My last article as aforementioned was not an attack on the person of Professor Jega but was meant to point out the inherent danger to Nigeria’s democracy if officials of the electoral body are left alone to mess up the ongoing registration of voters which in any case is to last for only two weeks which means that Nigerians have only forty eight hours or slightly more to register their names as potential voters.

The problems, difficulties and hindrances faced by Nigerians in getting their names registered in order to obtain the voters’ cards are still very much pronounced in virtually all registration points.

I have been inundated with calls from across the country from Nigerians who told me that for over four days or more, they have being unable to register. I also have a painful personal experience in Abuja while attempting unsuccessfully to register because I discovered that hundreds of potential voters usually troop into the registration point from God knows where, in Wuse two, adjacent former Choscharis motors’ office as early as 1am [one O’clock in the night] in the wee hours of the night to compile their names into a list that would be handed over to the officials of the electoral body whenever they showed up during official times to carry out the exercise which is constantly marred by failure of the Data capturing machines. I visited that particular registration center for three consecutive days and each time I made effort to ask the security operatives from the police and civil Defence attached to the registration center I received the same reply that the list for that particular day had already being compiled the previous night and so I have to report the next night if I ever hope to be registered.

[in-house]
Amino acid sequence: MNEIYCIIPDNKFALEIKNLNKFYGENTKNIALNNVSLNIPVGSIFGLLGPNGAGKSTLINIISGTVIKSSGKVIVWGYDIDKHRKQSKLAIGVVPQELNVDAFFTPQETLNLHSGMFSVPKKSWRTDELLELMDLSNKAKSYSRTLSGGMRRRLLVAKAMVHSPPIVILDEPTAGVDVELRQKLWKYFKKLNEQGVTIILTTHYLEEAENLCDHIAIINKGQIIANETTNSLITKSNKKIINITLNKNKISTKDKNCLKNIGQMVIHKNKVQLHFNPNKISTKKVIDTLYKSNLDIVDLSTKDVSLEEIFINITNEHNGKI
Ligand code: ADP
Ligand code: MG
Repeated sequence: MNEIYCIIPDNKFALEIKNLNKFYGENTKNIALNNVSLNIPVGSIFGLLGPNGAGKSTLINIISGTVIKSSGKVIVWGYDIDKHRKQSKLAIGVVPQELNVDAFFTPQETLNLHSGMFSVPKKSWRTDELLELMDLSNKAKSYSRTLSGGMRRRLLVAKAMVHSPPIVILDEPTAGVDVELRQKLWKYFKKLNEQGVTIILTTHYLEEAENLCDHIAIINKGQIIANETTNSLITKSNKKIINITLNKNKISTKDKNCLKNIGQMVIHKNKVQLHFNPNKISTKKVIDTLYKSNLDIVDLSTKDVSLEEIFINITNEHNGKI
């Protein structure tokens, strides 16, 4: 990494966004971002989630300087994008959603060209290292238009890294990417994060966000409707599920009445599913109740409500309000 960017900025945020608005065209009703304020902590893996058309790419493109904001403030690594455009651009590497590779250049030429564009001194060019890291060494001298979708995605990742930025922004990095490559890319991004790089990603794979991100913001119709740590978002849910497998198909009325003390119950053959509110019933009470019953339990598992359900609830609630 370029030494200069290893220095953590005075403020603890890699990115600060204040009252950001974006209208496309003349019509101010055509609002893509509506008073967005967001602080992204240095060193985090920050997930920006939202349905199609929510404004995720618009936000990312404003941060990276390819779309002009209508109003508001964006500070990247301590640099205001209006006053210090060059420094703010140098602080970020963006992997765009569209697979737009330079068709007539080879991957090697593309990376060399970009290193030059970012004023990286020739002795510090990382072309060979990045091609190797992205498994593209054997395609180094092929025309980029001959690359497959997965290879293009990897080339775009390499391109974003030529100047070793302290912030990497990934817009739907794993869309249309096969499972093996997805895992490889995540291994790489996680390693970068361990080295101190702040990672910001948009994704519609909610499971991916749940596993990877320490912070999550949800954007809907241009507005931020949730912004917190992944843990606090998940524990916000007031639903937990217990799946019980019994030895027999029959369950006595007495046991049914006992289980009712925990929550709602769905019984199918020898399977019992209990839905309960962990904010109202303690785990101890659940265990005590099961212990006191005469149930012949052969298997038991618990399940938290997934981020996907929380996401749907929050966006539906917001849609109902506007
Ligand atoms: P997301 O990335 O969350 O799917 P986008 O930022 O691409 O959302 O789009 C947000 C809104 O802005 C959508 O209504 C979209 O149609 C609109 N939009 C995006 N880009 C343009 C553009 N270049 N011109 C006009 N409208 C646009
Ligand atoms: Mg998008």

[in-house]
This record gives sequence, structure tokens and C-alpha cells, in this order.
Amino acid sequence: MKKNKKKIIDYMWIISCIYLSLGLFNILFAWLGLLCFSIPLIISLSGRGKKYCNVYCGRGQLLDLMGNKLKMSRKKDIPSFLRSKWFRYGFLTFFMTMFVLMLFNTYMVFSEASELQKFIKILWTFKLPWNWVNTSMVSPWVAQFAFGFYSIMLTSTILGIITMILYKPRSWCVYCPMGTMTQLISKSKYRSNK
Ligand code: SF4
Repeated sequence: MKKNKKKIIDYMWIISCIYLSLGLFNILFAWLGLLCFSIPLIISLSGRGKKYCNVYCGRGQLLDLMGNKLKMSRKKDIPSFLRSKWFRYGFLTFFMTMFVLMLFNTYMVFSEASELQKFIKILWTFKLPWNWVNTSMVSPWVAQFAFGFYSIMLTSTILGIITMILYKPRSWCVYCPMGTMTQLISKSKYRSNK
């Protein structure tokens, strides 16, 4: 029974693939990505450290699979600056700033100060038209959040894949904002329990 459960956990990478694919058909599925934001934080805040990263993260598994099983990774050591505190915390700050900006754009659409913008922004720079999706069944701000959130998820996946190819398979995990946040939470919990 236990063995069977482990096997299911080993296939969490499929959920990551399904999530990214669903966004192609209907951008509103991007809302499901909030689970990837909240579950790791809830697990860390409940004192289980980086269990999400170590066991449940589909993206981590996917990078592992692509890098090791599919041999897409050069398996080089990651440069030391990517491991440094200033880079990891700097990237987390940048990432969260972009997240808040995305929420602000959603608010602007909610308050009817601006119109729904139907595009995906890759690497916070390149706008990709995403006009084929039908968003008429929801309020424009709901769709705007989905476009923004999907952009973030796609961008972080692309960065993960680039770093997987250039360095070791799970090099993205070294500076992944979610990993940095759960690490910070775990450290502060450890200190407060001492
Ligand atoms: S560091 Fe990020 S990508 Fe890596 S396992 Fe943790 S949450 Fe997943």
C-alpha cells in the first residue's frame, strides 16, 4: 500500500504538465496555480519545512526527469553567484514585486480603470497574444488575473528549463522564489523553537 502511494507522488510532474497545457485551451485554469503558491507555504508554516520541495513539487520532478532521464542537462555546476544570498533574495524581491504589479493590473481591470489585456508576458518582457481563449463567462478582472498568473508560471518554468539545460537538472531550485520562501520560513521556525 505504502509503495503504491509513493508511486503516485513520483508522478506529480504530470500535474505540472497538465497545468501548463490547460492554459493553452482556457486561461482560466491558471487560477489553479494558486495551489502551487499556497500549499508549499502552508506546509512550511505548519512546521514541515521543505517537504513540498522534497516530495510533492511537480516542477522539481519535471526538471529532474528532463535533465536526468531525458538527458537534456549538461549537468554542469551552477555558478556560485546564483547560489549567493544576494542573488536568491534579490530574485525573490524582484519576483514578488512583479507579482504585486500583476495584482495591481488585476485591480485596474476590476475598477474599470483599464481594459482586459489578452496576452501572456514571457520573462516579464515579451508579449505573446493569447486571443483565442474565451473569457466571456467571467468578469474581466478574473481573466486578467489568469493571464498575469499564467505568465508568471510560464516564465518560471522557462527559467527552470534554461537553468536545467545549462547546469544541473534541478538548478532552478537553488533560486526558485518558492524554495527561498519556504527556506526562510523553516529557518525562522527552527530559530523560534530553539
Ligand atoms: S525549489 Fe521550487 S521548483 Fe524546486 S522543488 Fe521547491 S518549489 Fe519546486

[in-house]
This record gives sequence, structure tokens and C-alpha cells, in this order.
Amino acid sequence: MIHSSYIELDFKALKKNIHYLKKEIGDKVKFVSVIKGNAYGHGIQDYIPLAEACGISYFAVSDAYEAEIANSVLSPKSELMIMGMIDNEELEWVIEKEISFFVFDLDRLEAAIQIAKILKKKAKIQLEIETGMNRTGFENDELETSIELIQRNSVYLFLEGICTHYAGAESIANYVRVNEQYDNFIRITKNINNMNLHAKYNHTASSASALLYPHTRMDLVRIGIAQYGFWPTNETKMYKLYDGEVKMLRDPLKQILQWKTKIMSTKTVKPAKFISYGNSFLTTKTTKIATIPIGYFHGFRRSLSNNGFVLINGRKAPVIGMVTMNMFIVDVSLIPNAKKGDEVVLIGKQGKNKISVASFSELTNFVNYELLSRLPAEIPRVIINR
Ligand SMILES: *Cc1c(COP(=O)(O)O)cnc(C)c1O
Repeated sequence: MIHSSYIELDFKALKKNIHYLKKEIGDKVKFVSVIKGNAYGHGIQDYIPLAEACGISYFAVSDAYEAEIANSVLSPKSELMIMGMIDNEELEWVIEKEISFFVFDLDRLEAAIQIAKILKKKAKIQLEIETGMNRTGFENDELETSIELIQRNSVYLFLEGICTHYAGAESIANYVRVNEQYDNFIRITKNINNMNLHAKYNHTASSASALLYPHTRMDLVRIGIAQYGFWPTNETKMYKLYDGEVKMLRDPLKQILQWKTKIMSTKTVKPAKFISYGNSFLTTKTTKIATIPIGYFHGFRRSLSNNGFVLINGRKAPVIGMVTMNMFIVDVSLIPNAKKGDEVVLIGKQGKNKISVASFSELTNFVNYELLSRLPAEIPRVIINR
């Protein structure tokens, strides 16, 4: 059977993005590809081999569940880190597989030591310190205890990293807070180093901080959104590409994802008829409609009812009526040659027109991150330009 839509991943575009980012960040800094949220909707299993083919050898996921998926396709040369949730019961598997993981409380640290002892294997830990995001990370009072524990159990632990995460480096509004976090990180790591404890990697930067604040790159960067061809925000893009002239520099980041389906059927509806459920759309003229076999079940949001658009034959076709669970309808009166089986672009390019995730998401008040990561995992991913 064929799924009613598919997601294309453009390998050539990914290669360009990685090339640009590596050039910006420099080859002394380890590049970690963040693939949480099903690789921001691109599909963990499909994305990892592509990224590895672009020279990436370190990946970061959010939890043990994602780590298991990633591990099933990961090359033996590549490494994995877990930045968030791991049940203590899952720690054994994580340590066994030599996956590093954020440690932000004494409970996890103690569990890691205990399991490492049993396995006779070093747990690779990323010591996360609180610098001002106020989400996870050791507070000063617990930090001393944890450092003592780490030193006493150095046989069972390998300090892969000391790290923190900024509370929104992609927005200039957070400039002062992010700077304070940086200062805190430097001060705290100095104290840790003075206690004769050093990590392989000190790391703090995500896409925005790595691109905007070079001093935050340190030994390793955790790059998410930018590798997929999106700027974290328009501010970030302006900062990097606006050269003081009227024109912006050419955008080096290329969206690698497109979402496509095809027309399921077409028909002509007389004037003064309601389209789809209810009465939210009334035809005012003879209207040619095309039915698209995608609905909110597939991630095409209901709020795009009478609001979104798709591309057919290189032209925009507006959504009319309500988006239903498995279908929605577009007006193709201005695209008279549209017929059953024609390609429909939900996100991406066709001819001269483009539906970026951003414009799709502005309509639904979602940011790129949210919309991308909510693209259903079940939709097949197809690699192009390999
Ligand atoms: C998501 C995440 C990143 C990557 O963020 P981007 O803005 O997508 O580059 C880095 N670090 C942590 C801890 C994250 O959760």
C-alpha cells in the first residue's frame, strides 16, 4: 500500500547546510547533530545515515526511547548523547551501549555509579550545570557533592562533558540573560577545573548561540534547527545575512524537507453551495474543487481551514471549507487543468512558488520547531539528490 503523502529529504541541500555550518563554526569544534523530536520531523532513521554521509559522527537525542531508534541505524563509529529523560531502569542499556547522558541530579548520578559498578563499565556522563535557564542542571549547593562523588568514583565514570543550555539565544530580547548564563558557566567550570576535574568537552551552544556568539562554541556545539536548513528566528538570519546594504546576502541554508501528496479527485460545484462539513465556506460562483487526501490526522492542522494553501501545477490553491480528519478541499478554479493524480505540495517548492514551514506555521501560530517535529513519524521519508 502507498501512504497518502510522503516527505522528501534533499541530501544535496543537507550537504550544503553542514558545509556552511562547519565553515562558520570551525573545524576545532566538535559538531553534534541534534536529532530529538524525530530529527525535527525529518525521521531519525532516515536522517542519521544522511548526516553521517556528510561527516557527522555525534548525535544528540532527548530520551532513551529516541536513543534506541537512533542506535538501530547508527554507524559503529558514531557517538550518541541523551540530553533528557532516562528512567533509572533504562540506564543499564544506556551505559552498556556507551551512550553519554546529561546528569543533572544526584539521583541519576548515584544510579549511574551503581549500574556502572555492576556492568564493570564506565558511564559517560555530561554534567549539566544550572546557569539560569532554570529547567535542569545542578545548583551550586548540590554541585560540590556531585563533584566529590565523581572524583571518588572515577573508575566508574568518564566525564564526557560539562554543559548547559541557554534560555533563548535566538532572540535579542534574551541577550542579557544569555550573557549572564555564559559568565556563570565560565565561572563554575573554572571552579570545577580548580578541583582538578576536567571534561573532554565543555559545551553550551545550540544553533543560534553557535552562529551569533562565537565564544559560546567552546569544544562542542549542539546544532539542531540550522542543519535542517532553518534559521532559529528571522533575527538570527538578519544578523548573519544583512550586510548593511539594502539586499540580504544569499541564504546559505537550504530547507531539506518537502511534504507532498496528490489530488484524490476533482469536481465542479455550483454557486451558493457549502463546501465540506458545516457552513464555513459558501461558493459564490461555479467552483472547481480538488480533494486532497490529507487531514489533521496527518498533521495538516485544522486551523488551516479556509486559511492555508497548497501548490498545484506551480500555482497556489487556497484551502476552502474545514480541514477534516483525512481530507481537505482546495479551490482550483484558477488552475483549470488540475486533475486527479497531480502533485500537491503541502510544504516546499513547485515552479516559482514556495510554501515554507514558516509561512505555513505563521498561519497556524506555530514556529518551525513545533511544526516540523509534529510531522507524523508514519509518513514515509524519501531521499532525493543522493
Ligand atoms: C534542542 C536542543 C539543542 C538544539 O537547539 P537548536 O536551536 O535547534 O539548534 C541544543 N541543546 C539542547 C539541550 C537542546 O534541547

It is a shame that Nigerians have resorted to desperate measures of rushing to the registration centers in the wee hours of the night all in a bid to put down their names for an exercise that ought to begin by 8am each morning which is the commencement of official working hours for the Independent National Electoral Commission. It is also a shame that touting has manifested its ugly head in some of these voters’ registration centers in Abuja because some touts have now hijacked the process of compiling list of people to be registered as early as early hours of the night and the only other way any one coming by 8am can succeed in joining the ‘book of life’ or rather the already compiled list, is to bribe of those persons already entered in that day’s list of those to be registered so that you can take his place and that person who has now received gratification will disappear from the scene and re-appear the next day to also book his name in another new list.